Despite the fact the month included a boost from millions of Americans’ income tax returns, the U.S. budget deficit soared to $82.7 billion in April. The total eclipsed the April 2009 total by more than four times, and was more than $50 million worse than economists anticipated.
The imbalance was the largest for April on record, according to an Associated Press report. Back-to-back April deficits had not occurred since 1963-1964, and the April 2010 deficit was only the third in the past 30 Aprils.
The one piece of good news: Through the first seven months of the budget year beginning in October, the deficit is $799.7 billion, slightly lower than last year’s same-period level of $802.3 billion.
Taxes Fail To Generate Typical Surplus
The government’s largest revenue source, income taxes, did not do enough to overcome the nation’s massive spending.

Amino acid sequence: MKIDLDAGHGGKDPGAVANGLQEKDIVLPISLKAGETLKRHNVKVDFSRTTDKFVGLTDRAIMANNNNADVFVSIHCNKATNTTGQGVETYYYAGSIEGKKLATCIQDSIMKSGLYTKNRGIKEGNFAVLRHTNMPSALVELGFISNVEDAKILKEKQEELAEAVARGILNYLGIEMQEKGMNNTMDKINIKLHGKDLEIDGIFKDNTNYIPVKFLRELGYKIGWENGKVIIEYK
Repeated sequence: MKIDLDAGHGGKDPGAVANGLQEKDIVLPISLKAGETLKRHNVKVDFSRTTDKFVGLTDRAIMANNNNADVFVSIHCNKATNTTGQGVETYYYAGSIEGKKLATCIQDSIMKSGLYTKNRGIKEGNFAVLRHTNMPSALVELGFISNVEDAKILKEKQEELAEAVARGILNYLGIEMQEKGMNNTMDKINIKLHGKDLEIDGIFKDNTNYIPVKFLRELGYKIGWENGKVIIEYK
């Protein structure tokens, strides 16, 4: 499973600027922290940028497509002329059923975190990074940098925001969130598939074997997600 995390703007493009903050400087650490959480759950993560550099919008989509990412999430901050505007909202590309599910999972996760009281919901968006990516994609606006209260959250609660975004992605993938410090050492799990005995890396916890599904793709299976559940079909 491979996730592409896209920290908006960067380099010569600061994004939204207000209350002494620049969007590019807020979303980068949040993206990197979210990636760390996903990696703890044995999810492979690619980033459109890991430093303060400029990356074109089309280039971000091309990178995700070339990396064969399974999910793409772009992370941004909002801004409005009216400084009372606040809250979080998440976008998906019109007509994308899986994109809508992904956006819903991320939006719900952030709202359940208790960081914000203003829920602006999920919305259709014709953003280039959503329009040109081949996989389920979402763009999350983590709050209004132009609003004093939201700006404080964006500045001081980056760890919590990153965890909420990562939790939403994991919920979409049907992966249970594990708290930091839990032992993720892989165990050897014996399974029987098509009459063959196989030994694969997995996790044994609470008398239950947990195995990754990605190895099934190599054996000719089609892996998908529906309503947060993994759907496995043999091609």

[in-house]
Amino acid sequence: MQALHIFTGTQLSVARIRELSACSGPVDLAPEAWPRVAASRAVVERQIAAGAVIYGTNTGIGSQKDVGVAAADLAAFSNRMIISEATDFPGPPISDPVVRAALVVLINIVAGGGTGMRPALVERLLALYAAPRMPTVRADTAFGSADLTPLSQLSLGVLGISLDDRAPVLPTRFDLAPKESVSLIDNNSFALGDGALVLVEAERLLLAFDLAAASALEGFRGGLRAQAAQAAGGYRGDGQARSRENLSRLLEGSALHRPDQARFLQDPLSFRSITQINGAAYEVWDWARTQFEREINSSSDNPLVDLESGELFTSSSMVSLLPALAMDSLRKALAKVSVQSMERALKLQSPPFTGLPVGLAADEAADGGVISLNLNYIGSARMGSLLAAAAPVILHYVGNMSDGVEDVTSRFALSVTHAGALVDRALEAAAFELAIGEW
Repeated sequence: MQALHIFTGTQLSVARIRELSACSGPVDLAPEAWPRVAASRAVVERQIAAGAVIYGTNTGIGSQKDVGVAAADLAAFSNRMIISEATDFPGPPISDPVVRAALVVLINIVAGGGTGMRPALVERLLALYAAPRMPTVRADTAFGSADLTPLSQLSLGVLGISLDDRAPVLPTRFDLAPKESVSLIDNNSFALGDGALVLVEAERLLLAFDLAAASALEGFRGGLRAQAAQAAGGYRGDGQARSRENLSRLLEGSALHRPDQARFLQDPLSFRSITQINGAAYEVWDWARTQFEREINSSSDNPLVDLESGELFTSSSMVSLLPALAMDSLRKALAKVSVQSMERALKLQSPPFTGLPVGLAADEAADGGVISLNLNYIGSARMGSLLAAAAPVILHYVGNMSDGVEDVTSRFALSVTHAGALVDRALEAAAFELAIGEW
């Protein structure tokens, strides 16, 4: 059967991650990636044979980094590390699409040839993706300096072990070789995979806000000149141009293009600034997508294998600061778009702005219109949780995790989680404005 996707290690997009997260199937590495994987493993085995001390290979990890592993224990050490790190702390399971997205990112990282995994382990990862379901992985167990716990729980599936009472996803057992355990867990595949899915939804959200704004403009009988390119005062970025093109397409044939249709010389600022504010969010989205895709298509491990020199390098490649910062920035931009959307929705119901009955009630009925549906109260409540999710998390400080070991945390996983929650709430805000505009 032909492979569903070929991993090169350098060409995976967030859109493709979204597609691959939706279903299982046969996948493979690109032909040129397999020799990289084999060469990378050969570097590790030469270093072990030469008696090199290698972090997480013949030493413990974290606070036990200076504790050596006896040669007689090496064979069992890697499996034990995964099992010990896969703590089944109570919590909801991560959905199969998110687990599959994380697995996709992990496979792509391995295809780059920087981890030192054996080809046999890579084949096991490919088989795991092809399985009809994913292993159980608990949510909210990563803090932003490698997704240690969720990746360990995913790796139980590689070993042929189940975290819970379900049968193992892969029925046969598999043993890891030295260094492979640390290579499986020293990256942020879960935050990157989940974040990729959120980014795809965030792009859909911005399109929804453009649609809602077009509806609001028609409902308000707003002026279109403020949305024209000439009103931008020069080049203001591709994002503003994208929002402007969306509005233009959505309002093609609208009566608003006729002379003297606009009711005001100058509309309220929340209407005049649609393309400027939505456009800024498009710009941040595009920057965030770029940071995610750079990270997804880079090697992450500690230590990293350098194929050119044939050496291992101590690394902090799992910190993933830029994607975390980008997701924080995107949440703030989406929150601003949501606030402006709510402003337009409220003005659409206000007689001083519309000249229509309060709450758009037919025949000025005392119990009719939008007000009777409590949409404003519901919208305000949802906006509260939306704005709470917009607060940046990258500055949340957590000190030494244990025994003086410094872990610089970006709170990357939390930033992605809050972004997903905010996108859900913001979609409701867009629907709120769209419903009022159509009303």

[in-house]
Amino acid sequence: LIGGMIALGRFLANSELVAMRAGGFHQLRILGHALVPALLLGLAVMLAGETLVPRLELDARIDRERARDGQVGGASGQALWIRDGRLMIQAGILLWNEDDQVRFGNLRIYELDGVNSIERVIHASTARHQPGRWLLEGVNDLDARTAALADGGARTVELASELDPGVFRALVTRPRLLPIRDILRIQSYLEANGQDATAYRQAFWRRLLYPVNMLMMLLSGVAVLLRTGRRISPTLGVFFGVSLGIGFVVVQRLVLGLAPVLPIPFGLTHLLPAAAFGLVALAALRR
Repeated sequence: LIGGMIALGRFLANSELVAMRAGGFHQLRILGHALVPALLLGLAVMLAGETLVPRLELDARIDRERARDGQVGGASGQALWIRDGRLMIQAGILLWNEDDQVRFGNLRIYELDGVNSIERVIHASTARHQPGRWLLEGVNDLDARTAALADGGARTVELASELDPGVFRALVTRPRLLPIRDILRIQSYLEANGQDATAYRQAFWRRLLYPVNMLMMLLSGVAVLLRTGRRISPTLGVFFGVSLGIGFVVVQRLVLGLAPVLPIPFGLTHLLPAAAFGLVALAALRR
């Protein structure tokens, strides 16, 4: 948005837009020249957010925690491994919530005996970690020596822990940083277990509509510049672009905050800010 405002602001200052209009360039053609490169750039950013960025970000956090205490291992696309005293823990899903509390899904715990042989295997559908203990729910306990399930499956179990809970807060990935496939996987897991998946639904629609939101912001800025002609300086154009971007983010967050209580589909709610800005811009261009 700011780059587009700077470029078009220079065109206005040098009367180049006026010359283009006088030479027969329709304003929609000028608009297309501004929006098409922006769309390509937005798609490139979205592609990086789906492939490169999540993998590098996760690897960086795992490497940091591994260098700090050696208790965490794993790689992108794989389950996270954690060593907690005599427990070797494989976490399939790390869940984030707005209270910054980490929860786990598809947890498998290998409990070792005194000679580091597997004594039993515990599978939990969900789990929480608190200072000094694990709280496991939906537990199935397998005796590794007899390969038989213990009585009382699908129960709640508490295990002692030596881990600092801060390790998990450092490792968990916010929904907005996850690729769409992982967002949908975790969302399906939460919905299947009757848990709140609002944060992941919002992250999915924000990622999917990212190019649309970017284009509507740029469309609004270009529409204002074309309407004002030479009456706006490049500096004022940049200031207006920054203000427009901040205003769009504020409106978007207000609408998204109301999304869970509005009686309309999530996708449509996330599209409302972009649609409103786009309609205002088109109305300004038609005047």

The U.S. collected 11.6% less in individual income taxes than it had one year earlier, although it did collect 8.9% more from companies. The reduction the U.S. saw in individual income tax earnings was the product of government aid to taxpayers and the poor financial health of the nation.
With unemployment at 9.9%, American citizens did not make — or pay the government — as much money as they had in prior years. The U.S. also felt the sting of the tax relief it offered citizens through a February 2009 economic stimulus program.
U.S. Debt Picture Not Pretty
The overall state of America’s balance sheet has some economists worried.
“Two consecutive years of April deficits is reflective of the depth of the recession,” Concord Coalition director Bob Bixby told CNNMoney.
Bixby told CNNMoney that he did not think America would slip into total crisis in the same way Greece did, but that the economic fundamentals of both countries are similar.
The government’s efforts to halt the financial crisis have put the country’s ledger in the red. The U.S. government spent 14.2% more in April 2010 than it did in April 2009, and April marked the nation’s 19th straight shortfall. The Treasury Department’s estimated yearly deficit of $1.59 trillion would be a record, topping last year’s record of $1.41 trillion.